This is the fourth of the seven world powers of Bible history. The objective is to show that the Bible is trustworthy and inspired of God and that its message is one of hope for an end to the suffering caused by man’s cruel domination of his fellow man.
THE ruins of palaces and royal tombs provide only a glimpse of the grandeur, power, and wealth of the ancient dual empire of Media and Persia. Before the two kingdoms united, Media was the dominant kingdom. But in 550 B.C.E., the Medes came under the control of Persian King Cyrus II, who thereafter ruled over the kingdom of Medo-Persia. Centered in the region north of the Persian Gulf, this vast realm eventually stretched from the Aegean Sea to Egypt to northwestern India and included Judea.
Medo-Persia ruled over the Jewish nation for more than 200 years—from the overthrow of Babylon in 539 B.C.E. until Medo-Persia itself was defeated by the Greeks in 331 B.C.E. Numerous Bible books comment on significant events that occurred during that time.
The Bible tells us that King Cyrus II freed the Jews held captive in Babylon, allowing them to return to Jerusalem and rebuild God’s temple, which the Babylonians had destroyed in 607 B.C.E. (Ezra 1:1-7; 6:3-5) Corroborating this account is a clay document known as the Cyrus Cylinder, discovered in 1879 in the ruins of ancient Babylon. The inscription identifies Cyrus by name and describes his policy of returning previously captured peoples and their religious objects to their native lands. The Bible writer Isaiah recorded Jehovah’s prophetic words concerning Cyrus: “‘All that I delight in he will completely carry out’; even in my saying of Jerusalem, ‘She will be rebuilt,’ and of the temple, ‘You will have your foundation laid.’”—Isaiah 44:28.
In fact, Cyrus ordered that funds for temple reconstruction “be given from the king’s house,” says Ezra 6:3, 4. This amazing statement harmonizes with secular history. “It was a consistent policy of Persian kings to help restore sanctuaries in their empire,” says the book Persia and the Bible.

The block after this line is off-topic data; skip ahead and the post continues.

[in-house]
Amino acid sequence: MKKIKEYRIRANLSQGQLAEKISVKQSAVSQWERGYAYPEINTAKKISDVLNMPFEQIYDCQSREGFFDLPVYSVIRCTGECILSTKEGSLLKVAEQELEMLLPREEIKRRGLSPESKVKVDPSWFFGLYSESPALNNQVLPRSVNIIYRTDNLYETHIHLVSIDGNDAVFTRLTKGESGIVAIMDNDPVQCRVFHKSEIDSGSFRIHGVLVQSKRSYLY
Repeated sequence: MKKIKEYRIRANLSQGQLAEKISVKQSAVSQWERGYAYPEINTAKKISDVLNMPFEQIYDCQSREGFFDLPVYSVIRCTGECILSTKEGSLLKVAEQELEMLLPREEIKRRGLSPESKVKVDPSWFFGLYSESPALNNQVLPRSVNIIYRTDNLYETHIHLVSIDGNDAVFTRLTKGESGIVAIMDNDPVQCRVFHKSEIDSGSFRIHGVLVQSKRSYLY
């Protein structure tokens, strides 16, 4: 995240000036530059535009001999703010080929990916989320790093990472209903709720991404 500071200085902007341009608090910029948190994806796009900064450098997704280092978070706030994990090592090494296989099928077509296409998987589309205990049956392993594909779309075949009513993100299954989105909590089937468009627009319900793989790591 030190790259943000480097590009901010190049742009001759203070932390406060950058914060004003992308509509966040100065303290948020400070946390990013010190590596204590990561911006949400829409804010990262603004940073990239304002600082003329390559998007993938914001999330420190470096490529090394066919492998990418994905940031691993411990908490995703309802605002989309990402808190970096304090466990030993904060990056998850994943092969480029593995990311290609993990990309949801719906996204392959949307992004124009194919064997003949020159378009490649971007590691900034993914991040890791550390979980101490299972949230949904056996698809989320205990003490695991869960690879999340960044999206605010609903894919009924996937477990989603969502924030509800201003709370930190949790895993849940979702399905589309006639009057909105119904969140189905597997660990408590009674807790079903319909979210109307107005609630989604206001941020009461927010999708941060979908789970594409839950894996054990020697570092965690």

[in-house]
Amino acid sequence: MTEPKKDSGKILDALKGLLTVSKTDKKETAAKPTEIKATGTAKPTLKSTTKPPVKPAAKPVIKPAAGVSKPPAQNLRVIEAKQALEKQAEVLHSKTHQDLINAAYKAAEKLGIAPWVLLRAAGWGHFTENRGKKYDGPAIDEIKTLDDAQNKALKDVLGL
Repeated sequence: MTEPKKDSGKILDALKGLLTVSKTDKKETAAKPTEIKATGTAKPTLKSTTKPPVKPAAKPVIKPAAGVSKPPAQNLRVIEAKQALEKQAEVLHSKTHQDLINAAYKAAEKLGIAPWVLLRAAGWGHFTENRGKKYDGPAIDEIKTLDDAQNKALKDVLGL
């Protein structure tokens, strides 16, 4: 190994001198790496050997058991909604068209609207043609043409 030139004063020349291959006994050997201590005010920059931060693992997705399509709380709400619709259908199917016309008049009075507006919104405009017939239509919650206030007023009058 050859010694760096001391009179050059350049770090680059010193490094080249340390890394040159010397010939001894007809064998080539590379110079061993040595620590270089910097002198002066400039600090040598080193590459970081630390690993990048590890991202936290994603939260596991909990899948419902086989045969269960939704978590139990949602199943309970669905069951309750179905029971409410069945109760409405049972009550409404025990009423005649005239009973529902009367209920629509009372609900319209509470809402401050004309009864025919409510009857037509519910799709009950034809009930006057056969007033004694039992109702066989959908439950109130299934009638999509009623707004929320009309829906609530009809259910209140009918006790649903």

The Bible tells us that opposers of the Jews later wrote to Darius the Great (also called Darius I) challenging the Jews’ claim that Cyrus had authorized the reconstruction of the temple. Darius commanded that a search be made for the original written decree. The outcome? A scroll containing Cyrus’ decree was found at Ecbatana, the capital. In response, Darius wrote: “I, Darius, do put through an order. Let it [temple reconstruction] be done promptly.” Opposition to the work then ceased. (The name Darius is applied to at least three kings.)—Ezra 6:2,7, 12, 13.
Secular history supports these details. For one thing, Ecbatana was the summer residence of Cyrus, and he may have issued his decree from there. Also, archaeological discoveries show that Medo-Persian kings took a keen interest in religious matters affecting their realm and wrote letters to resolve disputes.
In a divinely inspired dream, the prophet Daniel saw a series of four beasts rising out of the sea, each representing a successive world power. The first beast, a winged lion, represented Babylon. The second was “like a bear.” The account continues: “This is what they were saying to it, ‘Get up, eat much flesh.’” (Daniel 7:5) The fearsome bear pictured Medo-Persia.
True to Daniel’s prophecy, Medo-Persia displayed a voracious appetite for conquest. Not long after Daniel’s vision, Cyrus defeated the Medes and then waged war against neighboring Lydia and Babylon. His son Cambyses II conquered Egypt. Later Medo-Persian rulers expanded the empire even farther.